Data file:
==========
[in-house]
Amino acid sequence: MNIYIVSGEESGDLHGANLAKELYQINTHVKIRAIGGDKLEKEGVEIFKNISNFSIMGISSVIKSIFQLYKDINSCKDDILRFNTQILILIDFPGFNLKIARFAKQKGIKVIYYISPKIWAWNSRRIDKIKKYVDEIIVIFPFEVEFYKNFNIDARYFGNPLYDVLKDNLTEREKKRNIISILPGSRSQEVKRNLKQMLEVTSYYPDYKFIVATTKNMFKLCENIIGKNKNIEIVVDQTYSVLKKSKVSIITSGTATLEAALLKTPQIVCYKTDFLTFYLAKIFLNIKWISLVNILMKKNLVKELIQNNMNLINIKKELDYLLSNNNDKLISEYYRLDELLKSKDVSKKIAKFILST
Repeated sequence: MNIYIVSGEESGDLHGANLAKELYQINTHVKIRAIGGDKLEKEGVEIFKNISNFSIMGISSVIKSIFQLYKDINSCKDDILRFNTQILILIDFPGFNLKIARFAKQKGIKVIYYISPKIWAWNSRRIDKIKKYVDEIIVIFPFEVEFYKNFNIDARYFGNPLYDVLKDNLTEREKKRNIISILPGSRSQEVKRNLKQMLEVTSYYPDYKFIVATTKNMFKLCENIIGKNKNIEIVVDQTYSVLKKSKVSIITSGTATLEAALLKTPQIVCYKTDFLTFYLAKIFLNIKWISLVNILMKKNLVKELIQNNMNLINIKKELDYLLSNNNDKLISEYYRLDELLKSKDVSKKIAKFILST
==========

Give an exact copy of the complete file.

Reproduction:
[in-house]
Amino acid sequence: MNIYIVSGEESGDLHGANLAKELYQINTHVKIRAIGGDKLEKEGVEIFKNISNFSIMGISSVIKSIFQLYKDINSCKDDILRFNTQILILIDFPGFNLKIARFAKQKGIKVIYYISPKIWAWNSRRIDKIKKYVDEIIVIFPFEVEFYKNFNIDARYFGNPLYDVLKDNLTEREKKRNIISILPGSRSQEVKRNLKQMLEVTSYYPDYKFIVATTKNMFKLCENIIGKNKNIEIVVDQTYSVLKKSKVSIITSGTATLEAALLKTPQIVCYKTDFLTFYLAKIFLNIKWISLVNILMKKNLVKELIQNNMNLINIKKELDYLLSNNNDKLISEYYRLDELLKSKDVSKKIAKFILST
Repeated sequence: MNIYIVSGEESGDLHGANLAKELYQINTHVKIRAIGGDKLEKEGVEIFKNISNFSIMGISSVIKSIFQLYKDINSCKDDILRFNTQILILIDFPGFNLKIARFAKQKGIKVIYYISPKIWAWNSRRIDKIKKYVDEIIVIFPFEVEFYKNFNIDARYFGNPLYDVLKDNLTEREKKRNIISILPGSRSQEVKRNLKQMLEVTSYYPDYKFIVATTKNMFKLCENIIGKNKNIEIVVDQTYSVLKKSKVSIITSGTATLEAALLKTPQIVCYKTDFLTFYLAKIFLNIKWISLVNILMKKNLVKELIQNNMNLINIKKELDYLLSNNNDKLISEYYRLDELLKSKDVSKKIAKFILST